Small-town living has plenty of perks: light traffic, a strong sense of community and a slower pace of life. Perhaps best of all, there’s the cost of living, which typically is cheaper in small towns than in expensive big cities.
To get a better sense of what inexpensive small-town living really has to offer, we compiled a list of the 12 cheapest small towns in America, with small towns defined as places with populations of 10,000 to 50,000 people. We based our rankings on the Council for Community and Economic Research’s (C2ER) calculations of living expenses in 269 urban areas. C2ER’s expansive study tracks prices for housing, utilities, healthcare, groceries, transportation and miscellaneous goods and services (such as going to a movie theater or hair salon).
It goes without saying that you should weigh the pros and cons before you pack up and relocate to one of the 12 cheapest small towns in America. While a low cost of living is attractive, it can be offset by issues such as scarce jobs, small paychecks or a lack of things to do in the area. Plan an extended visit to ensure the small town fits your lifestyle.
The most recent Council for Community and Economic Research’s (C2ER) Cost of Living Index, published February 2021, is based on price data collected during the first three quarters of 2020. City-level data on city populations, household incomes and home values come from the U.S. Census Bureau. Unemployment rates come from the U.S. Bureau of Labor Statistics, as of April 7 for the period ended February 2021.
Benton Harbor, Mich.
- Cost of living: 12.6% below U.S. average
- City population: 9,843
- Median household income: $21,916 (U.S.: $65,712)
- Median home value: $63,300 (U.S.: $240,500)
- Unemployment rate: 6.0% (U.S.: 6.0%)
Benton Harbor sits by the shores of Lake Michigan about 50 miles west of Kalamazoo, which is one of the cheapest larger cities in the U.S. The small town’s biggest claim to fame is that it’s home to Whirlpool (WHR), the global manufacturer of washers, dryers, refrigerators and a range of other home appliances.
But despite being host to a Fortune 500 company, Benton Harbor is among America’s cheapest small towns, boasting a cost of living that’s more than 12% below the national average.
True, median income is roughly a third of the national level, but the unemployment rate is in line with the country as a whole. Poverty and crime are also high in Benton Harbor – factors that contribute to a median home value that’s an eye-popping 74% lower than the national median. Indeed, housing-related costs, including rents and mortgages, are 32% cheaper in Benton Harbor, according to C2ER’s Cost of Living Index.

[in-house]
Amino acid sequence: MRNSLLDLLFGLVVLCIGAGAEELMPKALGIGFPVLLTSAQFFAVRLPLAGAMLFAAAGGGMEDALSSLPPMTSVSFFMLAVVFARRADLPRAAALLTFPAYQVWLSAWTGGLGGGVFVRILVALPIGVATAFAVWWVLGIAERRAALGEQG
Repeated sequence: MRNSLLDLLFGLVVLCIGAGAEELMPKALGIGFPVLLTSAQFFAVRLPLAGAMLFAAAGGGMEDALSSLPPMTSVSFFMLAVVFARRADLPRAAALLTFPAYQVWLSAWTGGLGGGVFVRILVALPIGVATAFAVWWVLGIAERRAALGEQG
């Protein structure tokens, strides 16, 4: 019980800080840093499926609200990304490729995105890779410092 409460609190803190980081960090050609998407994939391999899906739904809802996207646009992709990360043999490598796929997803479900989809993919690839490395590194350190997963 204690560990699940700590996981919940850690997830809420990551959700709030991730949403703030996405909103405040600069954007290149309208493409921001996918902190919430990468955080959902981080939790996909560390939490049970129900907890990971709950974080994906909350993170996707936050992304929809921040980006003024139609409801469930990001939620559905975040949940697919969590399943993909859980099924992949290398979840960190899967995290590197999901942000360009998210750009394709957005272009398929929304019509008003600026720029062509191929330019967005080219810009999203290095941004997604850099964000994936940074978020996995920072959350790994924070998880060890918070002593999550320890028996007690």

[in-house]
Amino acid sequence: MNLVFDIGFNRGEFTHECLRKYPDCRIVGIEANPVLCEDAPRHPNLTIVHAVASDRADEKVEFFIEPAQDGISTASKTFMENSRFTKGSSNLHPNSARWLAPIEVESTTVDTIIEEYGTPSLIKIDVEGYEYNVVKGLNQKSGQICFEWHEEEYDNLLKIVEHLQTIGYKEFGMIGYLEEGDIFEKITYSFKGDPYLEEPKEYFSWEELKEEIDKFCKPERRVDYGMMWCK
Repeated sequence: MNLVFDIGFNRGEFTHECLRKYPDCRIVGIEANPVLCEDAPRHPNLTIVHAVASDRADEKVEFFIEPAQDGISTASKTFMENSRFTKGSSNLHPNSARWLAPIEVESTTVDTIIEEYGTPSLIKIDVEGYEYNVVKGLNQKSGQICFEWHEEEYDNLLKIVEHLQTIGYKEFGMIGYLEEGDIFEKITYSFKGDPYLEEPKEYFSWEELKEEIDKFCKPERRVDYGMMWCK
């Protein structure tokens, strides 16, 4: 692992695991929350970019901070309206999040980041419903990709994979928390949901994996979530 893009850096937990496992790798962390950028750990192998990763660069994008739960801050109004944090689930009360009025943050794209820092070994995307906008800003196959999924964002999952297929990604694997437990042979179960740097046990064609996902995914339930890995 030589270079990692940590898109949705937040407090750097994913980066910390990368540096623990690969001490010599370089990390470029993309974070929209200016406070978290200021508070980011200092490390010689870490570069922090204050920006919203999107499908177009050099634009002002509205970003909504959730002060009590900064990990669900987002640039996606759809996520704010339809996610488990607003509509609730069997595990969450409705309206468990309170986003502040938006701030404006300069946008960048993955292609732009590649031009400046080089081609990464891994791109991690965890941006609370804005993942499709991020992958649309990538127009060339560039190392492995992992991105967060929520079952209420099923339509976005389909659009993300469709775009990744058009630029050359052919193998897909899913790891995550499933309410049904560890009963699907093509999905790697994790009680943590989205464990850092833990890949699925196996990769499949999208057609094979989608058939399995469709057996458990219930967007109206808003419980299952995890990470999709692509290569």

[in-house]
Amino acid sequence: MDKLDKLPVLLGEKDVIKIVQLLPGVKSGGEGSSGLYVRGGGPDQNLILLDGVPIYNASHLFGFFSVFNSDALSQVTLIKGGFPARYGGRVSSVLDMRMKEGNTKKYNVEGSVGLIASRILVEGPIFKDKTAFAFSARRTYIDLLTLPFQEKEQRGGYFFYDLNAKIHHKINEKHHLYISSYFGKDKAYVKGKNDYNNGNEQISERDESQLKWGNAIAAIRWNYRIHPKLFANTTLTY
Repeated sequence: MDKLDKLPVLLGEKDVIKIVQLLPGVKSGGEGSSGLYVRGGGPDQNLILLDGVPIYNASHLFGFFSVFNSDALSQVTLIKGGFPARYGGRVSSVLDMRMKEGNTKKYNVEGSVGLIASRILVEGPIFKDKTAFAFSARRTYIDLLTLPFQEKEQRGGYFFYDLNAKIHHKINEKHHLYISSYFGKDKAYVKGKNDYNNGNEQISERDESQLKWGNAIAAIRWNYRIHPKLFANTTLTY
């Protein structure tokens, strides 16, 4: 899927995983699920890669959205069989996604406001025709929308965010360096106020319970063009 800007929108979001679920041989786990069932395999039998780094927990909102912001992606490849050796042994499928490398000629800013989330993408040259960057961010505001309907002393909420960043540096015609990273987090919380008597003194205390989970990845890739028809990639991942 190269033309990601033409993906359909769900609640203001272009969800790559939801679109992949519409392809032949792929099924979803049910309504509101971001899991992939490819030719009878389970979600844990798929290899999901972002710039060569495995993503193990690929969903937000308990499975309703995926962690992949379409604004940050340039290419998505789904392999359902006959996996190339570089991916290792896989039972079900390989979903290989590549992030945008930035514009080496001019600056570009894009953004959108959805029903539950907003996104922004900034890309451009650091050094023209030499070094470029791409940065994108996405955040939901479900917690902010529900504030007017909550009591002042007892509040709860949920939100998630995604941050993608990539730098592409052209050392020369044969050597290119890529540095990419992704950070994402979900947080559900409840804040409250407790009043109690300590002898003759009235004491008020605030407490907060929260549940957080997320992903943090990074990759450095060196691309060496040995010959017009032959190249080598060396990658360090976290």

Neighboring St. Joseph, about the same size as Benton Harbor, is a popular beach resort town with significantly higher household incomes and home values.
- Cost of living: 13.4% below U.S. average
- City population: 40,914
- Median household income: $46,927
- Median home value: $96,300
- Unemployment rate: 4.8%
Hutchinson, known as “Hutch” by the locals, is about an hour’s drive northwest from Wichita. Founded in the early 1870s as a railroad town, Hutch soon became known for its salt deposits, which were first discovered in 1887.
Today, Hutch is synonymous with the Kansas State Fair, which it hosts annually. The town is also home to the National Junior College Athletic Association (NJCAA) Basketball Tournament. Local cultural attractions include the Fox Theatre, which opened in 1931. The grand movie palace is considered to be among the finest examples of theater art deco architecture in the Midwest.
Where Hutch stands out among America’s cheapest small towns is that it boasts the lowest housing costs on this list. Indeed, they run 41.3% below the national average. Apartment rents are 43% lower than national average, while home prices come in at a 40% discount.
However, other major costs of living aren’t too far off from what the average American pays. Although prices for groceries are almost 7% lower than the national average, healthcare and miscellaneous goods & services are essentially the same as the U.S. average.
- Cost of living: 14.1% below U.S. average
- City population: 37,848
- Median household income: $32,422
- Median home value: $83,300
- Unemployment rate: 6.7%
Meridian was rebuilt from 1890 to 1930 after being almost totally destroyed in the Civil War. As a result, it has not one but nine registered historic districts. The Highland Park Dentzel Carousel, dating back to 1909, is one of the more whimsical ones.
Meridian’s other claim to fame is as the birthplace of Jimmie Rodgers, known as the “Father of Country Music.” Music remains a centerpiece of Meridian’s cultural scene to this day.
Today, the federal government plays an important role in its economic life, as Naval Air Station Meridian and Key Field are two of the largest employers.
Happily, the men and women in uniform, and Meridian’s civilian citizens, catch a break on expenses. The cost of living stands 14.1% below the U.S. average; what really pushes Meridian into America’s absolute cheapest small towns are its comparatively modest housing costs. Indeed, housing expenses are a third lower than what the average American pays.